Prevention and Control of Occupational Hazards in the Health Care Sector: 2nd Edition

A special issue of Healthcare (ISSN 2227-9032). This special issue belongs to the section "Medics".

Deadline for manuscript submissions: 30 June 2024 | Viewed by 1818

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Guest Editor
Department of Hygiene and Epidemiology, Μedical Faculty, University of Thessaly, 41222 Larissa, Greece
Interests: epidemiology; occupational health; social determinants of health; medicine
Special Issues, Collections and Topics in MDPI journals

Special Issue Information

Dear Colleagues,

Health care workers (HCWs) are vital resources for every country and are exposed to a plethora of occupational hazards. Biological hazards are of central importance for HCWs, and the current COVID-19 pandemic underlines the vulnerability of health care workers and demonstrates the importance of ensuring their health and safety at work. In addition to exposures to biological hazards, HCWs are also exposed to physical (e.g., radiation and vibrations) and chemical hazards (e.g., antineoplastic drugs, formaldehyde, and latex). In addition, occupational exposures to psychosocial hazards (e.g., burnout syndrome and violence) and ergonomic hazards are of importance for health care workers.

Furthermore, the current unfolding COVID-19 pandemic is characterized by the combined exposure of HCWs to biological and psychosocial hazards.

Given this context, a Special Issue of Healthcare entitled “Prevention and Control of Occupational Hazards in the Health Care Sector” is being launched, and we are looking forward to receiving your submissions. You are welcome to send proposals for the submission of feature papers to our Editorial Office for evaluation.

Dr. George Rachiotis
Guest Editor

Manuscript Submission Information

Manuscripts should be submitted online at www.mdpi.com by registering and logging in to this website. Once you are registered, click here to go to the submission form. Manuscripts can be submitted until the deadline. All submissions that pass pre-check are peer-reviewed. Accepted papers will be published continuously in the journal (as soon as accepted) and will be listed together on the special issue website. Research articles, review articles as well as short communications are invited. For planned papers, a title and short abstract (about 100 words) can be sent to the Editorial Office for announcement on this website.

Submitted manuscripts should not have been published previously, nor be under consideration for publication elsewhere (except conference proceedings papers). All manuscripts are thoroughly refereed through a single-blind peer-review process. A guide for authors and other relevant information for submission of manuscripts is available on the Instructions for Authors page. Healthcare is an international peer-reviewed open access semimonthly journal published by MDPI.

Please visit the Instructions for Authors page before submitting a manuscript. The Article Processing Charge (APC) for publication in this open access journal is 2700 CHF (Swiss Francs). Submitted papers should be well formatted and use good English. Authors may use MDPI's English editing service prior to publication or during author revisions.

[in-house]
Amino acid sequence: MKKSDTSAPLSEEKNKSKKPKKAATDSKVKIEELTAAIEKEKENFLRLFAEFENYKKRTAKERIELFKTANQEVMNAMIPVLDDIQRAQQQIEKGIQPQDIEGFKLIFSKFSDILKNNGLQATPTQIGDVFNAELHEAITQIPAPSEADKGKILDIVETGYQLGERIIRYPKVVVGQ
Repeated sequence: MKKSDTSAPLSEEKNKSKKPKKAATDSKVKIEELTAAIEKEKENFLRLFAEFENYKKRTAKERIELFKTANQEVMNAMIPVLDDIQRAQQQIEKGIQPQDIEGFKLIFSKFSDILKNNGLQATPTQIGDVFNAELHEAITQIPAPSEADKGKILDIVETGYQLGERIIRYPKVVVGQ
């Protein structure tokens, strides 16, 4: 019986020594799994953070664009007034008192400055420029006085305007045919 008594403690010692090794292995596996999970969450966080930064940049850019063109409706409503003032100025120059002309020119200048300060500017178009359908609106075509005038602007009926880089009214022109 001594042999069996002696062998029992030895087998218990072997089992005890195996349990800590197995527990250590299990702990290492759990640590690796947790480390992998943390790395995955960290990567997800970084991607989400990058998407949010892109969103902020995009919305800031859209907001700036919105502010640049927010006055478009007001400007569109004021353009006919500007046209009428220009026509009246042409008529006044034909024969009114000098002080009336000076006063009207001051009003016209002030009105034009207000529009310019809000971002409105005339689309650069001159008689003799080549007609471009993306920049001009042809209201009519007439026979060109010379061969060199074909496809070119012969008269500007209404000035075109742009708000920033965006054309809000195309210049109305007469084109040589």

Keywords

  • health care workers
  • healthcare
  • occupational hazards
  • physical hazards
  • chemical hazards
  • biological hazards
  • COVID-19
  • psychosocial hazards
  • burnout syndrome
  • violence
  • occupational stress
  • ergonomic hazards
  • vaccine coverage
  • vaccine hesitancy

Related Special Issue

Published Papers (2 papers)

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Research

10 pages, 4230 KiB  
Article
Prospective Study on the Influence of Occupational Hand Protection Products on the Efficacy of Hand Disinfection
by Magdalena Metzger, Stefan Manhartseder, Leonie Krausgruber, Carina Wagner, Sara Frank, Rosmarie Reisner, Monika Ehling-Schulz, Johannes Grillari, Roswitha Hosemann and Peter Dungel
Healthcare 2024, 12(6), 646; https://doi.org/10.3390/healthcare12060646 - 13 Mar 2024
Viewed by 732
Abstract
Background: To prevent occupational skin diseases, employees are instructed to periodically apply hand protection products as a barrier to protect their hands from water, cleaning agents or other irritants. The aim of this work was to investigate whether bacteria present on the skin [...] Read more.
Background: To prevent occupational skin diseases, employees are instructed to periodically apply hand protection products as a barrier to protect their hands from water, cleaning agents or other irritants. The aim of this work was to investigate whether bacteria present on the skin at the time of protection product application are enclosed underneath this protective layer, if they can be transferred to other surfaces and if a standard isopropanol-based skin disinfectant can nonetheless reduce the bacterial burden. Methods: This prospective study was conducted in human volunteers based on the European Standard (EN 1500) to assess the burden of microorganisms before and after the application of various protection product formulations and subsequent hand disinfection. Results: All protection products, with the exception of alcohol-based gels, enclosed bacteria underneath a lipid layer which could be transferred onto other surfaces. Still, the hand disinfectant efficiently reduced the bacteria burden. Discussion: In occupations where proper hand hygiene is vital, alcohol-based gels might be the best option for the protection of the skin barrier as well as for reducing the contamination risk. Conclusion: An alcohol-based disinfection agent can dissolve the lipid film of protection products following the standard protocol for hygienic hand disinfection. Full article